Following four principles of corrections system improvement—organizational development, use of risk and needs assessments, quality improvement, and data collection and management—states like Vermont participate in SRR in an effort to reduce the likelihood of recidivism for every person under correctional supervision.
The CSG Justice Center has released an updated version of the 50-State Report on Public Safety that includes 2017 crime and arrest data. The report is a web-based resource that combines extensive data analyses, case studies and recommended strategies from all 50 states to help policymakers address their state’s specific public safety challenges.
CSG Justice Center staff spoke with four Second Chance Act Innovations in Reentry Initiative grantees about their experiences fostering effective partnerships between criminal justice practitioners and the researchers evaluating their programs. These programs span the country and the justice system, serving clients within courts, prisons, jails, and in the community.
The primary function of correctional supervision was once seen as control and custody; however, corrections agencies have increasingly come to recognize that focusing on rehabilitation and planning for reentry are fundamental to their missions to increase public safety.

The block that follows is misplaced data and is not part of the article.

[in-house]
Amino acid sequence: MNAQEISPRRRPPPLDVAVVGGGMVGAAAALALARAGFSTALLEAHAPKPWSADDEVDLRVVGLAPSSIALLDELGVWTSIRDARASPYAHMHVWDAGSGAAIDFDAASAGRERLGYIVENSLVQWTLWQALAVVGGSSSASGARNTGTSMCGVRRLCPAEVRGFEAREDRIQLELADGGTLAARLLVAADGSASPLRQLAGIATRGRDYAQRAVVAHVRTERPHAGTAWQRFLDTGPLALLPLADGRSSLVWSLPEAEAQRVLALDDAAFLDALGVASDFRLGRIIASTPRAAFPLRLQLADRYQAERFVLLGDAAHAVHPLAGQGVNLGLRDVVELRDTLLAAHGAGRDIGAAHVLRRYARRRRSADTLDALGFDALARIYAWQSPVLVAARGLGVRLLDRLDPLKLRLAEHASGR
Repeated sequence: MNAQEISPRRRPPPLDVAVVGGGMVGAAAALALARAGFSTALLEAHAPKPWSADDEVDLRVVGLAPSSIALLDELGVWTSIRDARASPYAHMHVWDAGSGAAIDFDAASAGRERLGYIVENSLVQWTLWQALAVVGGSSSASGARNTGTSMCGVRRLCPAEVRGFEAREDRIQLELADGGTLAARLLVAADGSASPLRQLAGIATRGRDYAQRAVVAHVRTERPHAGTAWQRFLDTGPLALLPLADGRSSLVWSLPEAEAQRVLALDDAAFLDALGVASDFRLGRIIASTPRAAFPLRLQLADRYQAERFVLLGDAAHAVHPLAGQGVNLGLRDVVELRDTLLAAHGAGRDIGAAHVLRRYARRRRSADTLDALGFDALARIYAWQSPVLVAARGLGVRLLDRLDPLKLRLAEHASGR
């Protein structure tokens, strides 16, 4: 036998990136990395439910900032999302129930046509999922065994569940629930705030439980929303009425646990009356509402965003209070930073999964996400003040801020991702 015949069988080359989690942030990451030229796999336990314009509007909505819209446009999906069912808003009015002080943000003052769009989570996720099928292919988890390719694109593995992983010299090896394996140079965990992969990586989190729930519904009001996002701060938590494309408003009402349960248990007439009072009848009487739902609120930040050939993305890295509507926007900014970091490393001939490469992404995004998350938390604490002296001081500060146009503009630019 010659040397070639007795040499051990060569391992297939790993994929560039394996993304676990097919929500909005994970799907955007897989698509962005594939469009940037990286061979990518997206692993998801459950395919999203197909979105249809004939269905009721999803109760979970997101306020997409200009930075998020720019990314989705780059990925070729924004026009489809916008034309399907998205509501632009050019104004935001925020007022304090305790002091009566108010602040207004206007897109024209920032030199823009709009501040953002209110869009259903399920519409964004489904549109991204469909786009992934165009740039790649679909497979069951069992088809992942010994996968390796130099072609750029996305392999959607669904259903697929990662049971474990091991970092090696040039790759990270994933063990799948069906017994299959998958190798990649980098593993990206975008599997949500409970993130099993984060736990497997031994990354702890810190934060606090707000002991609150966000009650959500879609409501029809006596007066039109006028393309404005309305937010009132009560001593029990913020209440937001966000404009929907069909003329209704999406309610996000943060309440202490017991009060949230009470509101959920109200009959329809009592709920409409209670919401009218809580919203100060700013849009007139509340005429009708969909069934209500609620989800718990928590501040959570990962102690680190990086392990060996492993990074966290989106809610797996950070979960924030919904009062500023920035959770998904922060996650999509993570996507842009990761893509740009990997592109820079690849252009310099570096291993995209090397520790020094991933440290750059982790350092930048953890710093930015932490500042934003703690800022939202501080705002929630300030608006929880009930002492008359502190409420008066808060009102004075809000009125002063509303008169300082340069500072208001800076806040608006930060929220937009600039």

Governor Asa Hutchinson of Arkansas became the latest governor to participate in Face to Face (#MeetFacetoFace), an initiative that encourages policymakers to connect with people closest to the correctional system. He joins 13 other governors—7 Republicans and 6 Democrats—that have participated in the initiative.
The Center for Juvenile Justice Reform at Georgetown University’s McCourt School of Public Policy, in partnership with the Council of Juvenile Correctional Administrators, is now accepting applications for its 2019 cohort of Youth in Custody Practice Model sites.
Join the national Stepping Up partners for the third webinar in the four key measures webinar series, where a national expert joins representatives from Calaveras County, California, and Johnson County, Kansas, to describe strategies for increasing connection to treatment in jails and in the community for people who have mental illnesses; they will also outline data points to collect, analyze, and track over time.
This webinar, hosted by the Substance Abuse and Mental Health Services Administration (SAMHSA) SOAR TA Center in partnership with the SAMHSA GAINS Center, will explore how the SOAR model can be implemented in criminal justice settings as a strong reentry tool to increase housing stability and promote post-release success.
This webinar provides an overview of the San Joaquin County program and discuss the program’s processes in three key areas: (1) interagency collaboration and information sharing; (2) staff training; and (3) screening and assessment as part of their collaborative comprehensive case plan process.
During this webinar, representatives from the U.S. Department of Justice’s Bureau of Justice Assistance (BJA) and the National Reentry Resource Center explain the Innovations in Reentry Initiative (IRI) and application process.
This webinar provides an overview of national estimates of incarcerated veterans; explains components of the Veterans Health Administration’s veterans justice programs; expands awareness of the needs of veterans in the justice system; and discusses new developments in the Veterans Administration and community interventions to provide services to veterans in the justice system.